My course is complicated. Let me try to explain. Because our physics department is so small, we physics majors have to take physics with the non-majors (algebra based physics required for other science majors). And on top of that, we get 1 hour a week of a calculus based session that builds on top of what we learned in the algebra session. And since too little time is spend with the calculus material, I'm having a lot of trouble keeping up with it. So maybe I shouldn't say that I hate it, but it's frustrating because I can never do the homeworks. The algebra course counts for most of the grades so I am confident that I can get at least a B+, but I don't know what to expect from the next classes.

I think it might get easier. I remember back in calc 1 I used to get extremely frustrated with the notation, could even figure out what d/dx meant, etc... because it was the first time I was seeing the material. Then I got an A.

We use the Giancoli textbook, by the way.

- #11

Carnivroar

- 128

- 1

I've noticed that most intro physics texts (and professors) use uses differentials, the substitution rule, inverse derivatives, and various other things in ways that are almost certain to confuse the average Calculus I student, such that the calculus in the physics material doesn't "feel the same" to them as the calculus they're used to, and they end up feeling like they're on shaky ground.

Sometimes they even just throw complicated calculus at you without really explaining how to think about it conceptually, nor how to solve problems with it in practice. Like for example very early on a text will throw line integrals at you, but won't explain them in any proper way just as mathematical entities in their own right. Or they tell you that center of mass can calculated via an integration, but they completely neglect to even *mention* that you need to use triple integrals to actually do so. And don't even get me started on how hideously they neglect and abuse surface integrals in undergrad textbook material on Gauss's law. So in the end the student is left feeling like there is a lot of hand-wavey magic going on that they really don't quite understand. And the reason is because their Calculus 1 course didn't actually teach enough of the calculus tricks and notations that you need to know to understand calculus based physics, and the tricks are actually pretty simple if someone presents them to you in a straight up pure-math sort of way without mixing in any of the physics related ideas until you're ready.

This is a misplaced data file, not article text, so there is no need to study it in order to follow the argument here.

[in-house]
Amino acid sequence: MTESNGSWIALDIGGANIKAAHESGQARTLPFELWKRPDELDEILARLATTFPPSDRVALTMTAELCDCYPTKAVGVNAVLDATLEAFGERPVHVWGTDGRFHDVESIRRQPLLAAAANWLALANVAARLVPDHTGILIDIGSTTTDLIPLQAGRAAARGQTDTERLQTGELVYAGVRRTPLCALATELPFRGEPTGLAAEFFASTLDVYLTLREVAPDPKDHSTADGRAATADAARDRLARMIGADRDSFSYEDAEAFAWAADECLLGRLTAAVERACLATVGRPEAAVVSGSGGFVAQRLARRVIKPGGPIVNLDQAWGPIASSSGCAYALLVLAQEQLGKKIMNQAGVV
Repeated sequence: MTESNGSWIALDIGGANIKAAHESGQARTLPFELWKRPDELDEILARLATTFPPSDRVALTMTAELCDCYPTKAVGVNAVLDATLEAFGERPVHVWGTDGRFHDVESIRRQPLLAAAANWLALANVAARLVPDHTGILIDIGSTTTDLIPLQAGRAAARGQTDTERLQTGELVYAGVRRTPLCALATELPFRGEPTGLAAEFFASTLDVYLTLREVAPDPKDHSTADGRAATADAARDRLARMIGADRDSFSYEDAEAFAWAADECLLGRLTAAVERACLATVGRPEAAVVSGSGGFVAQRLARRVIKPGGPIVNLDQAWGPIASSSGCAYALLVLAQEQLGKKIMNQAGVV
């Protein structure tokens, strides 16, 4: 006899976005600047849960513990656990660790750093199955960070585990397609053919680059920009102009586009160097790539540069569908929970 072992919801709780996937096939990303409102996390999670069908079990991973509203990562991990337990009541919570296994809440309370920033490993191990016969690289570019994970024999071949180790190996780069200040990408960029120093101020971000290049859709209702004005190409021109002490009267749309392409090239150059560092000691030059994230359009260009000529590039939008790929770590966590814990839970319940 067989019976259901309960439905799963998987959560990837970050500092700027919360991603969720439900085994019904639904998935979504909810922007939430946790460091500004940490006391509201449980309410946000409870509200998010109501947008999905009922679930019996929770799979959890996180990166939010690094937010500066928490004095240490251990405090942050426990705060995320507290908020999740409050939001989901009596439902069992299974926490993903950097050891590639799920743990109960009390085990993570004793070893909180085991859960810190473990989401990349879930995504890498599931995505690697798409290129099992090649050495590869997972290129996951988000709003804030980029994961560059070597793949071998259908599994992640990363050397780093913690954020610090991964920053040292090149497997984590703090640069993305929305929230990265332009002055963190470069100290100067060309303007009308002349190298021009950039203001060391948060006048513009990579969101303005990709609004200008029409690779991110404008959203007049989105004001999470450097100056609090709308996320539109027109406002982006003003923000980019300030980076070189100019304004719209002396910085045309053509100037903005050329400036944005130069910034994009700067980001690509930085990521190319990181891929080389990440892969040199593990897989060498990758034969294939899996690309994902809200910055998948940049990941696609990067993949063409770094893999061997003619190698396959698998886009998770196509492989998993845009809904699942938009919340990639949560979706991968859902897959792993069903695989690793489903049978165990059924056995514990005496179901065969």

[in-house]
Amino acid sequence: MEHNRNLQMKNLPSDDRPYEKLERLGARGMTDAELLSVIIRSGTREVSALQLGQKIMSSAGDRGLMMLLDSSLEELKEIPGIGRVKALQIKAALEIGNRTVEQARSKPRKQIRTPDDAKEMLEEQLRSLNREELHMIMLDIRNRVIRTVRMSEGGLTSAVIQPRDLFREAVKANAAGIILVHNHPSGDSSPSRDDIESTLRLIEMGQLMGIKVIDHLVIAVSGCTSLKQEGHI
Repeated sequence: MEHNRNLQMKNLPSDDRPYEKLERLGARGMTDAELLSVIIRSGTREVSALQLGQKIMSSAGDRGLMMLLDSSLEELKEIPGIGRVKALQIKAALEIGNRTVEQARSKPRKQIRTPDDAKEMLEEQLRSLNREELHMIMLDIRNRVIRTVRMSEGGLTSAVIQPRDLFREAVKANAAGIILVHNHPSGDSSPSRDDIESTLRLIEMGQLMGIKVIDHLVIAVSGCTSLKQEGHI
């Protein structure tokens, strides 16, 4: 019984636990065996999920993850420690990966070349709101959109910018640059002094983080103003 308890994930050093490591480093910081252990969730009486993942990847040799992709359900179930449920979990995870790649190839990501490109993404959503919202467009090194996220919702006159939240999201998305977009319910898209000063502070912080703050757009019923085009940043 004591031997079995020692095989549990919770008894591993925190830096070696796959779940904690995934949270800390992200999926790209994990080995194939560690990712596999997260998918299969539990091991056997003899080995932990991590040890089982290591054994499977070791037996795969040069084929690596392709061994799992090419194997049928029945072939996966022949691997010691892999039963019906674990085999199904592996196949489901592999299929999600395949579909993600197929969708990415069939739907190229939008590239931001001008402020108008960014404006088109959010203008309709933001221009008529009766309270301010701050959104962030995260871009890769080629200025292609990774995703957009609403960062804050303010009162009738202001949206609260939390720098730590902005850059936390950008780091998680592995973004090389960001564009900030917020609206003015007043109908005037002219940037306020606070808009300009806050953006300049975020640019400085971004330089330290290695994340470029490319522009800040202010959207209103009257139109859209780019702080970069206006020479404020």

So if it is the above sort of things that you're having problems with, then perhaps post about the specific calc-based physics theorems that are confusing you, and I'm sure you'll get great explanatory responses. (Or even PM me whenever you do make such a post, and I'll be sure to chime in with my own explanations; which I not surprisingly happen to think are pretty good).

That does sound like my problems. I will try asking for specific homework help in the future.

Share:

- Last Post

- Replies
- 2

- Views
- 6K

- Last Post

- Replies
- 5

- Views
- 2K

- Last Post

- Replies
- 4

- Views
- 2K

- Replies
- 3

- Views
- 3K

- Last Post

- Replies
- 20

- Views
- 6K

- Last Post

- Replies
- 23

- Views
- 6K

- Replies
- 5

- Views
- 2K

- Replies
- 6

- Views
- 2K

- Last Post

- Replies
- 22

- Views
- 6K

- Replies
- 49

- Views
- 8K